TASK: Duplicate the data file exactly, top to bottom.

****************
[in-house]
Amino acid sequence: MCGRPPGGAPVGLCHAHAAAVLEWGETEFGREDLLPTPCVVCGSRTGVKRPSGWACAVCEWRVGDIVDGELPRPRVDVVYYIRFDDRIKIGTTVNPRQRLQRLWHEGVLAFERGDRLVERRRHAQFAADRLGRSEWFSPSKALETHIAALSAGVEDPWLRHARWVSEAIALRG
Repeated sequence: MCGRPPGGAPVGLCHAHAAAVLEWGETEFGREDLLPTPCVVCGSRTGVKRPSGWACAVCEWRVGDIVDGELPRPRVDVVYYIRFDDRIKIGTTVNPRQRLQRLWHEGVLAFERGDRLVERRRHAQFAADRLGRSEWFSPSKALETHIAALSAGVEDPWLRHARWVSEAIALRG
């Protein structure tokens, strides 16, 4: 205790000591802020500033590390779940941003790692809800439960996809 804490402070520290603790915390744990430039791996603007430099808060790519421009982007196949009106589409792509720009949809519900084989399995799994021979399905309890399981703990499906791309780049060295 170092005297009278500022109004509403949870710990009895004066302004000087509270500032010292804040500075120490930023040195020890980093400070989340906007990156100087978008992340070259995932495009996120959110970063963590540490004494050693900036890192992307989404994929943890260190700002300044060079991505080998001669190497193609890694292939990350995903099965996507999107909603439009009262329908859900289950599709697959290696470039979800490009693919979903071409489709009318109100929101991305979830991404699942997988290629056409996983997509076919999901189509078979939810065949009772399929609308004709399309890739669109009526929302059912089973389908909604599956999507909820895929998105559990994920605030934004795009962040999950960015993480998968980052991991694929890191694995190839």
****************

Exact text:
[in-house]
Amino acid sequence: MCGRPPGGAPVGLCHAHAAAVLEWGETEFGREDLLPTPCVVCGSRTGVKRPSGWACAVCEWRVGDIVDGELPRPRVDVVYYIRFDDRIKIGTTVNPRQRLQRLWHEGVLAFERGDRLVERRRHAQFAADRLGRSEWFSPSKALETHIAALSAGVEDPWLRHARWVSEAIALRG
Repeated sequence: MCGRPPGGAPVGLCHAHAAAVLEWGETEFGREDLLPTPCVVCGSRTGVKRPSGWACAVCEWRVGDIVDGELPRPRVDVVYYIRFDDRIKIGTTVNPRQRLQRLWHEGVLAFERGDRLVERRRHAQFAADRLGRSEWFSPSKALETHIAALSAGVEDPWLRHARWVSEAIALRG
């Protein structure tokens, strides 16, 4: 205790000591802020500033590390779940941003790692809800439960996809 804490402070520290603790915390744990430039791996603007430099808060790519421009982007196949009106589409792509720009949809519900084989399995799994021979399905309890399981703990499906791309780049060295 170092005297009278500022109004509403949870710990009895004066302004000087509270500032010292804040500075120490930023040195020890980093400070989340906007990156100087978008992340070259995932495009996120959110970063963590540490004494050693900036890192992307989404994929943890260190700002300044060079991505080998001669190497193609890694292939990350995903099965996507999107909603439009009262329908859900289950599709697959290696470039979800490009693919979903071409489709009318109100929101991305979830991404699942997988290629056409996983997509076919999901189509078979939810065949009772399929609308004709399309890739669109009526929302059912089973389908909604599956999507909820895929998105559990994920605030934004795009962040999950960015993480998968980052991991694929890191694995190839």